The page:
NCC in an earlier statement extended MTN's deadline for the payment of the N1.04 trillion fine. However, NCC has no plan to lower the fine, especially not for a company it accuses of routinely flouting regulations.
Spokesperson Tony Ojobo of the Nigerian Communications Commission (NCC) said that this is the second fine in two months imposed on MTN over the same infraction.
"They (MTN) have always been flouting regulations," Ojobo told The Associated Press.
When all four Nigerian telcos missed the August 11 deadline they were fined from $19,000 for Airtel to $511,000 for MTN, Ojobo said in a statement. Only MTN failed to pay.
"The fine remains but the appeal and other engagements with MTN may affect the payment deadline", Ojobo said.
He further stated that the issue threatens national security in Nigeria, as cellphones are being used to activate bombs and coordinate other attacks by Boko Haram Islamic extremists as well as kidnappings and armed robberies.
However, other institutions that have shown disregard for various regulations have been meted out varying degrees of punishment, as President Muhammadu Buhari led administration seeks to pursue anti-corruption drive and possibly increase the nation's revenue.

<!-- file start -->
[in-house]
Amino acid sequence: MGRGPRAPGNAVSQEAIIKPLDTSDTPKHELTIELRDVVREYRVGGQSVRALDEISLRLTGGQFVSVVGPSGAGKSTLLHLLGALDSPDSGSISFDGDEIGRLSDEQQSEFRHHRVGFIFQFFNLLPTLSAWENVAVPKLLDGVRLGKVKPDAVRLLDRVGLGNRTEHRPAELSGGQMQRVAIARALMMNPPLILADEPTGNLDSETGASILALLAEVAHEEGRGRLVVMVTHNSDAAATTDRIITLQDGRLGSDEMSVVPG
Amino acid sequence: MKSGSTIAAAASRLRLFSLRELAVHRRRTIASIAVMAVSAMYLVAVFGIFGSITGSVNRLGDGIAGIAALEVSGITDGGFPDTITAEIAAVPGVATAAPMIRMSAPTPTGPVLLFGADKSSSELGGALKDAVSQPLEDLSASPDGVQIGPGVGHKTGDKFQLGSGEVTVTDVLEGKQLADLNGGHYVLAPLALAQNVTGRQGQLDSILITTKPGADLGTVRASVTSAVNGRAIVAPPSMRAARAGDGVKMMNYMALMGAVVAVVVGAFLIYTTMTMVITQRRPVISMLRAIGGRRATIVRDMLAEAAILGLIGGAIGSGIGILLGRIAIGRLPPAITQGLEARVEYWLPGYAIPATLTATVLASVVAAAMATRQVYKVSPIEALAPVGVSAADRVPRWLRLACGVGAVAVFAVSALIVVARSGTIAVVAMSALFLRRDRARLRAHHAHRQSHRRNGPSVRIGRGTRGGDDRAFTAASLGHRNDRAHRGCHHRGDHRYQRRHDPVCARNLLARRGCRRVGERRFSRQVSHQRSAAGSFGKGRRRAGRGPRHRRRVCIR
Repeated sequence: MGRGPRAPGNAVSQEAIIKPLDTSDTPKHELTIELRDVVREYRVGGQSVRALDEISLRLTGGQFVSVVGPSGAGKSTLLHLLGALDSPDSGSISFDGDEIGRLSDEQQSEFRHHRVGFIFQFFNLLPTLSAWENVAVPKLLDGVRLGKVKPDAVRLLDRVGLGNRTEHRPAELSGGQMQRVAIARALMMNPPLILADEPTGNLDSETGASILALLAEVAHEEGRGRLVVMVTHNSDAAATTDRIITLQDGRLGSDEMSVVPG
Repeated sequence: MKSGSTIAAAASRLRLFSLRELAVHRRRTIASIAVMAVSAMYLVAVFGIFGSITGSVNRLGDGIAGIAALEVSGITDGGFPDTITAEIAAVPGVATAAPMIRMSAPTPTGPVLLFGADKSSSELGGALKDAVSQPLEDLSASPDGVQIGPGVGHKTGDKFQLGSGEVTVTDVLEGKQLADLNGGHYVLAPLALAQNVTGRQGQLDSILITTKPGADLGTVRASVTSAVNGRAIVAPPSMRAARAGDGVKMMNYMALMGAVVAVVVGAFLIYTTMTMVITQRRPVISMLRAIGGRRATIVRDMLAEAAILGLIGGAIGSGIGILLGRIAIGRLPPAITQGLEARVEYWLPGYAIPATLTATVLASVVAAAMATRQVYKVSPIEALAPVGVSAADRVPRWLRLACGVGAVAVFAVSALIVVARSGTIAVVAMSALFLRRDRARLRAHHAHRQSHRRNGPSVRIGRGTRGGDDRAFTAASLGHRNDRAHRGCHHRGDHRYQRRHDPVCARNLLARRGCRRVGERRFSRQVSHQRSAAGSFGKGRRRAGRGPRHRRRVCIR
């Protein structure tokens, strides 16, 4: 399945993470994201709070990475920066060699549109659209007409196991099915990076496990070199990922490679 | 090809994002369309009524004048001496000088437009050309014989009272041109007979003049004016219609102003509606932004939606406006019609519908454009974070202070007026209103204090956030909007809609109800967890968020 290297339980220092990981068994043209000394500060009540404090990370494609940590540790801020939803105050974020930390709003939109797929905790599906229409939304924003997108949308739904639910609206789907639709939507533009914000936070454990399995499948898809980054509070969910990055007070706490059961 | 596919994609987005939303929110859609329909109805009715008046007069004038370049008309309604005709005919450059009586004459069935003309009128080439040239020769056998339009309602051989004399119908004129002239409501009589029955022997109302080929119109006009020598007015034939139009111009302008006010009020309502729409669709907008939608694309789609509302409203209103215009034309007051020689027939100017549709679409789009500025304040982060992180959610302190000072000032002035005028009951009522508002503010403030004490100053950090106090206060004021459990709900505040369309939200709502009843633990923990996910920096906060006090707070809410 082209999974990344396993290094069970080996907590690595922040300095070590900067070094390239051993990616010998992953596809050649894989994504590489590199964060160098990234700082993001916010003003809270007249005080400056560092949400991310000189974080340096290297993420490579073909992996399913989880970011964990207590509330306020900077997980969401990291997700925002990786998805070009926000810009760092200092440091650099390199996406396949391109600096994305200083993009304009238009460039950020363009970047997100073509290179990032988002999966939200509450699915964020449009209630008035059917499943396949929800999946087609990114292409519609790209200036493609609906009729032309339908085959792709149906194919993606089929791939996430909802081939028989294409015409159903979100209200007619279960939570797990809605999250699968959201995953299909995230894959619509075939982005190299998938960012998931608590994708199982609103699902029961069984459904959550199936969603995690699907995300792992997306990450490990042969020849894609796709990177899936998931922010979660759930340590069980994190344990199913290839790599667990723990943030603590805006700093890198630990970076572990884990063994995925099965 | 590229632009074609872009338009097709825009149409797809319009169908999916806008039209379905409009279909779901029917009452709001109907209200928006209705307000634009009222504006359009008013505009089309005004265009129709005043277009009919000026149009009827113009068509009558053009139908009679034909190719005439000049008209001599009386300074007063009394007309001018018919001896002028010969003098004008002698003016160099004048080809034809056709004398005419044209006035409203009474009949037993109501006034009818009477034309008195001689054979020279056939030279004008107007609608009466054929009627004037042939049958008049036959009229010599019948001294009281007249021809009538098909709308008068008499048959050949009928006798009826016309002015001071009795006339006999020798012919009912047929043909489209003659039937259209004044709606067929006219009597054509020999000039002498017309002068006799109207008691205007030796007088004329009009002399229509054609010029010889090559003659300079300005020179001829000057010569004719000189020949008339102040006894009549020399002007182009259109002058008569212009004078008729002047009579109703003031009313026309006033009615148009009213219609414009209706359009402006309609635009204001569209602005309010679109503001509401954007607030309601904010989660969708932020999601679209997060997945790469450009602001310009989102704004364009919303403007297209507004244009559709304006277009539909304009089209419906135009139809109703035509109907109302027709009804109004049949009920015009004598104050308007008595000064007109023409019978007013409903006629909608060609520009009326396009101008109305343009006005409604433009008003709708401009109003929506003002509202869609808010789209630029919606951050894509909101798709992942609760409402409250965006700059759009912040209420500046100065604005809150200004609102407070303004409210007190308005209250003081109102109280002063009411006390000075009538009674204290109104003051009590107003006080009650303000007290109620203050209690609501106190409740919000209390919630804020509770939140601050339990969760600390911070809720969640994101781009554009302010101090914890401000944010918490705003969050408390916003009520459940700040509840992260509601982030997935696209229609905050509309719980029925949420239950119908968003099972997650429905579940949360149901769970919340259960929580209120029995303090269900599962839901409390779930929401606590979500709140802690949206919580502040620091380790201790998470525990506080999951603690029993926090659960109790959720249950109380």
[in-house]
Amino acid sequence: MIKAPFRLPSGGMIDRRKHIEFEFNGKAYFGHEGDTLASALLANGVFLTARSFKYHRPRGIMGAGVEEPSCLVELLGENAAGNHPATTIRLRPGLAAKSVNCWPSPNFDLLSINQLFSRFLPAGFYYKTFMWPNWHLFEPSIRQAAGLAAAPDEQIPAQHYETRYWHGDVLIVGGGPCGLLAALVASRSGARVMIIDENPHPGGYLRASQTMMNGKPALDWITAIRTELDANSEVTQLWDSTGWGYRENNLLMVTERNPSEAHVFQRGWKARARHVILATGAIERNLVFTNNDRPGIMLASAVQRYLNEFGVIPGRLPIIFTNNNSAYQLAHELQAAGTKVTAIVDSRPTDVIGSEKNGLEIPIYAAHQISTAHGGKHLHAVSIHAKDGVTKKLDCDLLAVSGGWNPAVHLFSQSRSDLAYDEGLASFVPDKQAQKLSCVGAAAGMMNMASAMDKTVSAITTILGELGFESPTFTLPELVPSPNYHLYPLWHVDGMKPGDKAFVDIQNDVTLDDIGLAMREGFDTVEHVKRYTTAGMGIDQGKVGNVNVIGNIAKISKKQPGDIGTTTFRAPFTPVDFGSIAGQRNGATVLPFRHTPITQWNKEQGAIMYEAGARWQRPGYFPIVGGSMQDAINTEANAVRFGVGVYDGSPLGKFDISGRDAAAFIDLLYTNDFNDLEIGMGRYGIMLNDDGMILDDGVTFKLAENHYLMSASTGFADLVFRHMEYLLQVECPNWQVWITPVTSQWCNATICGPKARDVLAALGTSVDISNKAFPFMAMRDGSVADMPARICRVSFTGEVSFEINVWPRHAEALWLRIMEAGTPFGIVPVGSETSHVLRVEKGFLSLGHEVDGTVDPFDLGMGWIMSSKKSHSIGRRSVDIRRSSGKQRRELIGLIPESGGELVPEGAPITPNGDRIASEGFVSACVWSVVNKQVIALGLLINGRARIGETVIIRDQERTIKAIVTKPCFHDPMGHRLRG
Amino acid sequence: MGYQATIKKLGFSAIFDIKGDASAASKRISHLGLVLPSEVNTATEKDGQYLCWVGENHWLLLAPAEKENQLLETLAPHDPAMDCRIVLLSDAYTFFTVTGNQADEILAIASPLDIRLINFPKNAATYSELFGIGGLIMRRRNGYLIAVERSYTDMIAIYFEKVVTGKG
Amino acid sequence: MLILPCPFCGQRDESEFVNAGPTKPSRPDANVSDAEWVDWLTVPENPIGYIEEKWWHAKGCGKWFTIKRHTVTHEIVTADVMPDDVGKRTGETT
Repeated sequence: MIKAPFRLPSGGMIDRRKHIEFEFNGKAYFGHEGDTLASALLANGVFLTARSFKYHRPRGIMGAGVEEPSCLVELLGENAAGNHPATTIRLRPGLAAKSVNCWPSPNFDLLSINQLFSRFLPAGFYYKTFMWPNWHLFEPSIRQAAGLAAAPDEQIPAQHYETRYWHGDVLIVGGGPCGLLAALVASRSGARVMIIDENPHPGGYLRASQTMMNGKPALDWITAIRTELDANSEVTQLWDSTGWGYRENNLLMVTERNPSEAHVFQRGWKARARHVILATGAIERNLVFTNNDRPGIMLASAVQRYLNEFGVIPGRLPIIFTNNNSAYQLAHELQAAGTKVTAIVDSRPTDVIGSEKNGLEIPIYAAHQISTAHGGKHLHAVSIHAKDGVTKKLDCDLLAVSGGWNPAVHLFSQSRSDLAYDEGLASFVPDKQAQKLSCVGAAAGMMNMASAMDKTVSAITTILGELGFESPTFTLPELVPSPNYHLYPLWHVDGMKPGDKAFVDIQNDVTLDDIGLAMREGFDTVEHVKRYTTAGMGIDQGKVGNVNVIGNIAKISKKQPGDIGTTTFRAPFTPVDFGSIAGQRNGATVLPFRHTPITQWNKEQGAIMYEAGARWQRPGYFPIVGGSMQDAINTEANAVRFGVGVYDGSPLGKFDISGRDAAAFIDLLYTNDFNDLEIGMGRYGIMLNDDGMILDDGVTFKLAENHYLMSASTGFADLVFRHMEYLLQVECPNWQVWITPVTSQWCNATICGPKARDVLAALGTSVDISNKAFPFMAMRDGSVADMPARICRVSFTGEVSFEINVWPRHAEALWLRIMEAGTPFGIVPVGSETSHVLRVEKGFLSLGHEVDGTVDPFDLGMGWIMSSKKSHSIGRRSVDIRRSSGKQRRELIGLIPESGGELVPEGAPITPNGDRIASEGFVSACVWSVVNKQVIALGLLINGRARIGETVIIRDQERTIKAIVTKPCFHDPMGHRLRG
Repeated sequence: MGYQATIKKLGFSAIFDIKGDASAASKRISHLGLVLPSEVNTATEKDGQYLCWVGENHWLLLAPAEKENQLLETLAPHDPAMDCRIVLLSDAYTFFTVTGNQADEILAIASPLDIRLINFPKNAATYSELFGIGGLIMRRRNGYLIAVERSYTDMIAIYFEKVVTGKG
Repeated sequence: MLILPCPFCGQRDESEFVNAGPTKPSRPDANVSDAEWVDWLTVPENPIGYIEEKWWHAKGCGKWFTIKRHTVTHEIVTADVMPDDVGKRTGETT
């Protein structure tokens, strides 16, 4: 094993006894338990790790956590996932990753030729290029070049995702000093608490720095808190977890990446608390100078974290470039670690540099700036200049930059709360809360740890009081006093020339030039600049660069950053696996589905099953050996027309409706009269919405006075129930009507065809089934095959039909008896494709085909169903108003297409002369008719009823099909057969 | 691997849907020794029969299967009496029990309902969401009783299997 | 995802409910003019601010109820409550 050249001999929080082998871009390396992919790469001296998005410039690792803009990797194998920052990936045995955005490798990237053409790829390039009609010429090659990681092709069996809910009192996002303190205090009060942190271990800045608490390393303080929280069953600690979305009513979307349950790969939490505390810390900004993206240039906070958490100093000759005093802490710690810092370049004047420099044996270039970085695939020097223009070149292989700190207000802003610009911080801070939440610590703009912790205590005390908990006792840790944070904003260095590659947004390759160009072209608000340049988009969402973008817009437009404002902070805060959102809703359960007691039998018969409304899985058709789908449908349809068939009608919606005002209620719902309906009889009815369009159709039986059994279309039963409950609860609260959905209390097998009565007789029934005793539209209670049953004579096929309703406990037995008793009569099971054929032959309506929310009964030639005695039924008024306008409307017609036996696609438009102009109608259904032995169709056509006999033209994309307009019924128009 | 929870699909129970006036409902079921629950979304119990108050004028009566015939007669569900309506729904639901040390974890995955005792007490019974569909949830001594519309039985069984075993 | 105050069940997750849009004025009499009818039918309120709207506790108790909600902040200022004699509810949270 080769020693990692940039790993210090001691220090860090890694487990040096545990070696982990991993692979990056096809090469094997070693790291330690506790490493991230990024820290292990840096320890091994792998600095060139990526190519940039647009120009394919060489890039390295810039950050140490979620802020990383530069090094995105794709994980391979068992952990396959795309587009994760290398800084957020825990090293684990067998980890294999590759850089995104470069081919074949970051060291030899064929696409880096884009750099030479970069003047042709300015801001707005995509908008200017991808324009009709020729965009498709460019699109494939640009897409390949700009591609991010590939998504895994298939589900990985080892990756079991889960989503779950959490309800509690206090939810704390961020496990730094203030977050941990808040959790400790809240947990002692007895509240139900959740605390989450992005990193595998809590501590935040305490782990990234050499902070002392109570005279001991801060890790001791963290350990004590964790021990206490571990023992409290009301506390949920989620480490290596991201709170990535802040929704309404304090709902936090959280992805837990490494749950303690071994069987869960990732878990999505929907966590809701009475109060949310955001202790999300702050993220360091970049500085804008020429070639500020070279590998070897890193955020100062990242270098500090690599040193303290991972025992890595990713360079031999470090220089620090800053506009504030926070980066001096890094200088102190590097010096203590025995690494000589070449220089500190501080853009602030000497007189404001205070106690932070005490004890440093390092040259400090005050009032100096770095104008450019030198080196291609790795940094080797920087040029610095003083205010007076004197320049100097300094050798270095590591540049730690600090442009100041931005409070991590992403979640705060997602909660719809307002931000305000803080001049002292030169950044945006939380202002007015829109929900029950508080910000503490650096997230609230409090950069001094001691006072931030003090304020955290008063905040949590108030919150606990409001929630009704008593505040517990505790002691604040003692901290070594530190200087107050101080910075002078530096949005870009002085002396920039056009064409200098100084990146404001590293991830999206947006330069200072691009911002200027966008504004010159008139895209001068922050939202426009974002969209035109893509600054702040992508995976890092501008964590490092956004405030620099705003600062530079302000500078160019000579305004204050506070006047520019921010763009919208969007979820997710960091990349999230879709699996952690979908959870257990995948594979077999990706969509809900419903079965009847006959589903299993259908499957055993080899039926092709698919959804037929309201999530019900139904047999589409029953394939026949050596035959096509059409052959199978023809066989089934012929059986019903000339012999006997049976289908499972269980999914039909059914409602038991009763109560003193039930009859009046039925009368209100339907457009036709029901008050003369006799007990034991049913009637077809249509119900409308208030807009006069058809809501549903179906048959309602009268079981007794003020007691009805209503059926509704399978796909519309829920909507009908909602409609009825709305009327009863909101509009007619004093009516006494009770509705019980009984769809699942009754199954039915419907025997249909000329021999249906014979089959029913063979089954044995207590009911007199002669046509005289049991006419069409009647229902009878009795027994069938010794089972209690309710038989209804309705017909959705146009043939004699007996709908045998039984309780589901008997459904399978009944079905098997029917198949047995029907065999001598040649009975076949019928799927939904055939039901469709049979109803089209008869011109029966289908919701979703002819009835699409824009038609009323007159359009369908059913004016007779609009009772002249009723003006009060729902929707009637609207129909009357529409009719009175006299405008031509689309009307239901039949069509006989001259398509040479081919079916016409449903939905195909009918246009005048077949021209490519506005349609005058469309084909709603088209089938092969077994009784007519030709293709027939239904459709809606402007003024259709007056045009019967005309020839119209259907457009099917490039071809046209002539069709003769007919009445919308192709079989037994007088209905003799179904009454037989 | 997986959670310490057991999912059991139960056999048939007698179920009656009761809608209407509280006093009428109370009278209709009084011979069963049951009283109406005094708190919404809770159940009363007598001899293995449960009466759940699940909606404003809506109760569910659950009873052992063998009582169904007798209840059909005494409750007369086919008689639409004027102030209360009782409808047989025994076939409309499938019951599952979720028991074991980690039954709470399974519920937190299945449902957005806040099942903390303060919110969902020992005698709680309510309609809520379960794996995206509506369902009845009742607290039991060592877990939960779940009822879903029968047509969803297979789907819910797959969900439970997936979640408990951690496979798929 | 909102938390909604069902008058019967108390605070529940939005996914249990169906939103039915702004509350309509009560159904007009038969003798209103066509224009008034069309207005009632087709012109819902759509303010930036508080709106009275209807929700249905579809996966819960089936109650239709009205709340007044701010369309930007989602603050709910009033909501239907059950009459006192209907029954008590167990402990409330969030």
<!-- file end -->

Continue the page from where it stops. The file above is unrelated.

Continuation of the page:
Other institutions affected by flouted regulations are:
- $15m for United Bank for Africa for failing to transfer government deposits to a single treasury account by September 15.
- $5m to Stanbic IBCT Holdings a subsidiary of Standard Bank of South Africa, now contesting in court allegations that it filed misleading financial statements.
- $5m to Guinness Nigeria for allegedly re-validating expired products and exposing raw materials to rats. The brewer denies wrongdoing.
Institutional investors have said that the fine is punitive and warned it could deter investment in Nigeria, but the regulator's are saying that "sanctions are the last resort after all overtures fail but this does not in any way undermine industry standards and the interest of investors".